Eligibility

Information from the National Library of Medicine

Choosing to participate in a study is an important personal decision. Talk with your doctor and family members or friends about deciding to join a study. To learn more about this study, you or your doctor may contact the study research staff using the contacts provided below. For general information, Learn About Clinical Studies.


Ages Eligible for Study:   18 Years and older   (Adult, Senior)
Sexes Eligible for Study:   All
Accepts Healthy Volunteers:   Yes
Criteria

Inclusion Criteria:

  • Cohabitating couple with at least one child age birth to 5 years old in which one parent is active duty and is scheduled to deploy within the next 6 months
  • Anticipated deployment time must be at least six months and excludes separations due to the Service Member attending a school
  • Anticipate that non-deploying parent will remain in the area during the deployment
  • Both parents are willing to consent to study participation
  • DEERS -eligible
  • 18 years or older
  • English-speaking
  • The parent remaining at home to care for the children anticipates remaining within 30 miles of Fort Hood to be seen in home, otherwise will need to be seen in office
  • Anticipate that both parents will remain in the area for at least three months after redeployment to complete intervention and follow-up assessment

Exclusion Criteria:

  • Any family member with a significant medical or psychiatric condition requiring a higher level of care than can be provided by the study/comparison protocols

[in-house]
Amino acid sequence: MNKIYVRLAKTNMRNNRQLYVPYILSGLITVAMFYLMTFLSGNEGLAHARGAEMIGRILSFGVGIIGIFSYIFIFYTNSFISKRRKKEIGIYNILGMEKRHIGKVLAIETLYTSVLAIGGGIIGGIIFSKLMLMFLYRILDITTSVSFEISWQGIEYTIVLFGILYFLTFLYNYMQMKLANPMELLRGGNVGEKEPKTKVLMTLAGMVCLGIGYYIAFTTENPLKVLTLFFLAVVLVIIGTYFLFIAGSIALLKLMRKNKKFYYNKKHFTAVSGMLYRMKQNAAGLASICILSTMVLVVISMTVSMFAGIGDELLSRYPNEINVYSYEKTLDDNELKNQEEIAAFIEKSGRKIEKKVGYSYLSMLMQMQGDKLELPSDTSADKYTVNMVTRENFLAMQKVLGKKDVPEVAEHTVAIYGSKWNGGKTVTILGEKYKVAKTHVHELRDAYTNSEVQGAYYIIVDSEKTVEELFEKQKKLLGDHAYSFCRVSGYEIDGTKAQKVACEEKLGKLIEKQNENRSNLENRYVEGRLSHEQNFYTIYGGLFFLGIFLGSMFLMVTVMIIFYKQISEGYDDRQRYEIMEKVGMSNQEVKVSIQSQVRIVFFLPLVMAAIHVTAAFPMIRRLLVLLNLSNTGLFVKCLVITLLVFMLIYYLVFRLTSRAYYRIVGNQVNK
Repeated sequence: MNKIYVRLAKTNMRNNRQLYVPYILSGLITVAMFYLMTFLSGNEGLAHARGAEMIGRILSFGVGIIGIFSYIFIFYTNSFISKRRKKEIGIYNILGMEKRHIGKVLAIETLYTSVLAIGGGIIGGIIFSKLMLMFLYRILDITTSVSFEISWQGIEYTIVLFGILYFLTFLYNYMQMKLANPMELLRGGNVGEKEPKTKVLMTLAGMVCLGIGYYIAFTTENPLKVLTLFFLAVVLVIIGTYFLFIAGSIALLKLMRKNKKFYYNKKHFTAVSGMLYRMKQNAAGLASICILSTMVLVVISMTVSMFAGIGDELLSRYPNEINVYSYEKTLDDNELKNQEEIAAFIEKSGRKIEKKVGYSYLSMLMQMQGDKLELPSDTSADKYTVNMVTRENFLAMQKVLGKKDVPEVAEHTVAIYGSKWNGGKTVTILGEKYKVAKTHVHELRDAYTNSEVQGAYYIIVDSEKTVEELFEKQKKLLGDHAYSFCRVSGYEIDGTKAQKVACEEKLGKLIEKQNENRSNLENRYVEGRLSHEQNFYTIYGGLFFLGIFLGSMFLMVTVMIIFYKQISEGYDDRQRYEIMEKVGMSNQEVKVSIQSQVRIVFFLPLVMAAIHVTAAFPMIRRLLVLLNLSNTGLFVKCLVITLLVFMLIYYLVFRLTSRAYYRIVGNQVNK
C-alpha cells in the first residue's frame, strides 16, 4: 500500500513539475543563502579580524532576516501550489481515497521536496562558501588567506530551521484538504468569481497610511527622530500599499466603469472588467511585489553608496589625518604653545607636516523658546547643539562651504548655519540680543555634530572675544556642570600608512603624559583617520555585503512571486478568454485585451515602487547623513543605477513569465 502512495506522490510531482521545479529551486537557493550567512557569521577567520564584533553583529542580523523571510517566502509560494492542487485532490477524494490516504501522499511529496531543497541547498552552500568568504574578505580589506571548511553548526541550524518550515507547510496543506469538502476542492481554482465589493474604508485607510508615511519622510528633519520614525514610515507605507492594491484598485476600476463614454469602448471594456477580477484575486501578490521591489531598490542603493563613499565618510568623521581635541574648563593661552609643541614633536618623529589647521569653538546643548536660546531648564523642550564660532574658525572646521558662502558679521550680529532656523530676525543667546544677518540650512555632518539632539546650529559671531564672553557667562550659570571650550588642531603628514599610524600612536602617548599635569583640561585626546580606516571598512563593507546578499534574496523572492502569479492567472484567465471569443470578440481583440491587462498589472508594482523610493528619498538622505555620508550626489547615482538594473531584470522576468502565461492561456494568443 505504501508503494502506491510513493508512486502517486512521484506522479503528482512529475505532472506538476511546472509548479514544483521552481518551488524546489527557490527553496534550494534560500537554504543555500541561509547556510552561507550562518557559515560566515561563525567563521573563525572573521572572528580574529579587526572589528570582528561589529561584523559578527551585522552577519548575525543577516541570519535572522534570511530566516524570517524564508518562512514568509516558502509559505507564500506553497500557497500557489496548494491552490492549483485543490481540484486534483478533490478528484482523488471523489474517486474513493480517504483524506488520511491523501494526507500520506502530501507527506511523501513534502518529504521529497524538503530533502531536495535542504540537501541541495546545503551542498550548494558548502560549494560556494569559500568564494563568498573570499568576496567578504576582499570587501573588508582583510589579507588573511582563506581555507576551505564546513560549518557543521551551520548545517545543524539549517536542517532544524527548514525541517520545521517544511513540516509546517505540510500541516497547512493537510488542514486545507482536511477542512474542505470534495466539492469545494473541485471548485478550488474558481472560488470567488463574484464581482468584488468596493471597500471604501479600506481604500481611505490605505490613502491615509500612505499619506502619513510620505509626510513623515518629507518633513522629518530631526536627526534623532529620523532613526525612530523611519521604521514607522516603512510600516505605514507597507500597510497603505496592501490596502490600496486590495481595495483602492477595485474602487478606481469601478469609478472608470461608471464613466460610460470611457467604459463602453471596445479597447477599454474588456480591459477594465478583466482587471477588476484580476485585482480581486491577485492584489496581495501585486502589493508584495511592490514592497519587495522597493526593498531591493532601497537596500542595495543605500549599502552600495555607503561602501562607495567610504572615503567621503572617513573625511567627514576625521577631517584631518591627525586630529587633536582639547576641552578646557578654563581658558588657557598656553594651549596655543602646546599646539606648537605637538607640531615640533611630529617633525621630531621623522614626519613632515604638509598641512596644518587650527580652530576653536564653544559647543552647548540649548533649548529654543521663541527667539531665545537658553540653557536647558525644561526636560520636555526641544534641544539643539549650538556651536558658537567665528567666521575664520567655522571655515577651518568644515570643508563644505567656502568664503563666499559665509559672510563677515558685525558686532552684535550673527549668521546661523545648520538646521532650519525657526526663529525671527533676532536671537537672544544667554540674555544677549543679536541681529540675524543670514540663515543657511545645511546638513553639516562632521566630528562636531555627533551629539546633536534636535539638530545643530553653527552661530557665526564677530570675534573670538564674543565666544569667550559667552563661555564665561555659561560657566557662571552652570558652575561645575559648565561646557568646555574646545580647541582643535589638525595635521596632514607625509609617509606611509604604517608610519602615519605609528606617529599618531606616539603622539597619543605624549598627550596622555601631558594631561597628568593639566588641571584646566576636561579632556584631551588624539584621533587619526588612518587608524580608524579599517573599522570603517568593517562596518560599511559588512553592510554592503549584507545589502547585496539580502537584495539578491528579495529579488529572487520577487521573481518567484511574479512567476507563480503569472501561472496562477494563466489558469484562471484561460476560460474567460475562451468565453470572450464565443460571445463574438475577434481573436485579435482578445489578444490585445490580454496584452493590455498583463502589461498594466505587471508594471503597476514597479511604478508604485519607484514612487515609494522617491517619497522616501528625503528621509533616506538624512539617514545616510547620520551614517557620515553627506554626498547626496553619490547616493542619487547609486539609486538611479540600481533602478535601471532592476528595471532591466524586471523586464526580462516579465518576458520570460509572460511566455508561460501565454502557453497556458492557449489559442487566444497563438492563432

• Active psychosis or mania
  Contacts and Locations
Information from the National Library of Medicine

To learn more about this study, you or your doctor may contact the study research staff using the contact information provided by the sponsor.

Please refer to this study by its ClinicalTrials.gov identifier (NCT number): NCT03045159


Contacts
Contact: Kathering Dondanville, PsyD (254) 288-1474
Contact: Trenton James, MAJ (254) 288-2147

Locations
United States, Texas
STRONG STAR Research Consortium Recruiting
Fort Hood, Texas, United States, 76544
Contact: Katherine Dondanville, PsyD    254-288-1474      
Contact: Trenton James    (254) 288-2147      
Sponsors and Collaborators
Boston University
The University of Texas Health Science Center at San Antonio
RAND
Investigators
Principal Investigator: Ellen DeVoe, Ph. D. LICSW Boston University
  More Information

Responsible Party: Boston University
ClinicalTrials.gov Identifier: NCT03045159     History of Changes
Other Study ID Numbers: W81XWH-14-2-0123
First Submitted: March 31, 2016
First Posted: February 7, 2017
Last Update Posted: February 7, 2017
Last Verified: March 2016
Individual Participant Data (IPD) Sharing Statement:
Plan to Share IPD: Undecided

Keywords provided by Boston University:
deployment cycle
military family
prevention
stress
military child
parenting
coparenting